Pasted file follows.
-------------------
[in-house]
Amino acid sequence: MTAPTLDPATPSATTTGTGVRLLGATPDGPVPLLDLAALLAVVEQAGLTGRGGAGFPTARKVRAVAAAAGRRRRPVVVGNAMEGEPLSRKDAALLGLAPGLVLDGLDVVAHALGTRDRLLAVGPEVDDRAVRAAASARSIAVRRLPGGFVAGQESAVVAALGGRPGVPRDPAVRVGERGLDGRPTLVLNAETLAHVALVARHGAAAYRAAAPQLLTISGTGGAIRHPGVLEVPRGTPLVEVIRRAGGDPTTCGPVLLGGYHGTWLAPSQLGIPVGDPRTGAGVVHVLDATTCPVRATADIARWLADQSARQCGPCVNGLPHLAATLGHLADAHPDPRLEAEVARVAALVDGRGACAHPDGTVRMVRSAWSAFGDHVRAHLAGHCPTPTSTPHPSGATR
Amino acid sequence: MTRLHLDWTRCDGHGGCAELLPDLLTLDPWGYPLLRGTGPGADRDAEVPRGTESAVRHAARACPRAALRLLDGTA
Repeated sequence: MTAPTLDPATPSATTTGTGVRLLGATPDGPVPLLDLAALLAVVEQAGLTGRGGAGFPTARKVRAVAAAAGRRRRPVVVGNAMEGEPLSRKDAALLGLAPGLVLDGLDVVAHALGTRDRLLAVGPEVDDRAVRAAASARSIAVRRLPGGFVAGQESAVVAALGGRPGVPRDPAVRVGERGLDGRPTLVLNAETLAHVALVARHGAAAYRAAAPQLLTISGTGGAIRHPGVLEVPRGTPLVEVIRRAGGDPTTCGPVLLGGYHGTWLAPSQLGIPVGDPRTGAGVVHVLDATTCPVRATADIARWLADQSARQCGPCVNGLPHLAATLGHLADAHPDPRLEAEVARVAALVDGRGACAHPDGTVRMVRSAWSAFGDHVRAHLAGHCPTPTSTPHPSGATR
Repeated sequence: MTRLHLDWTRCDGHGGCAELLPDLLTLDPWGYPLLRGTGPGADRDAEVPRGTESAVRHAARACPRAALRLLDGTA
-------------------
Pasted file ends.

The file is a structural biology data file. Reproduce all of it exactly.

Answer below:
[in-house]
Amino acid sequence: MTAPTLDPATPSATTTGTGVRLLGATPDGPVPLLDLAALLAVVEQAGLTGRGGAGFPTARKVRAVAAAAGRRRRPVVVGNAMEGEPLSRKDAALLGLAPGLVLDGLDVVAHALGTRDRLLAVGPEVDDRAVRAAASARSIAVRRLPGGFVAGQESAVVAALGGRPGVPRDPAVRVGERGLDGRPTLVLNAETLAHVALVARHGAAAYRAAAPQLLTISGTGGAIRHPGVLEVPRGTPLVEVIRRAGGDPTTCGPVLLGGYHGTWLAPSQLGIPVGDPRTGAGVVHVLDATTCPVRATADIARWLADQSARQCGPCVNGLPHLAATLGHLADAHPDPRLEAEVARVAALVDGRGACAHPDGTVRMVRSAWSAFGDHVRAHLAGHCPTPTSTPHPSGATR
Amino acid sequence: MTRLHLDWTRCDGHGGCAELLPDLLTLDPWGYPLLRGTGPGADRDAEVPRGTESAVRHAARACPRAALRLLDGTA
Repeated sequence: MTAPTLDPATPSATTTGTGVRLLGATPDGPVPLLDLAALLAVVEQAGLTGRGGAGFPTARKVRAVAAAAGRRRRPVVVGNAMEGEPLSRKDAALLGLAPGLVLDGLDVVAHALGTRDRLLAVGPEVDDRAVRAAASARSIAVRRLPGGFVAGQESAVVAALGGRPGVPRDPAVRVGERGLDGRPTLVLNAETLAHVALVARHGAAAYRAAAPQLLTISGTGGAIRHPGVLEVPRGTPLVEVIRRAGGDPTTCGPVLLGGYHGTWLAPSQLGIPVGDPRTGAGVVHVLDATTCPVRATADIARWLADQSARQCGPCVNGLPHLAATLGHLADAHPDPRLEAEVARVAALVDGRGACAHPDGTVRMVRSAWSAFGDHVRAHLAGHCPTPTSTPHPSGATR
Repeated sequence: MTRLHLDWTRCDGHGGCAELLPDLLTLDPWGYPLLRGTGPGADRDAEVPRGTESAVRHAARACPRAALRLLDGTA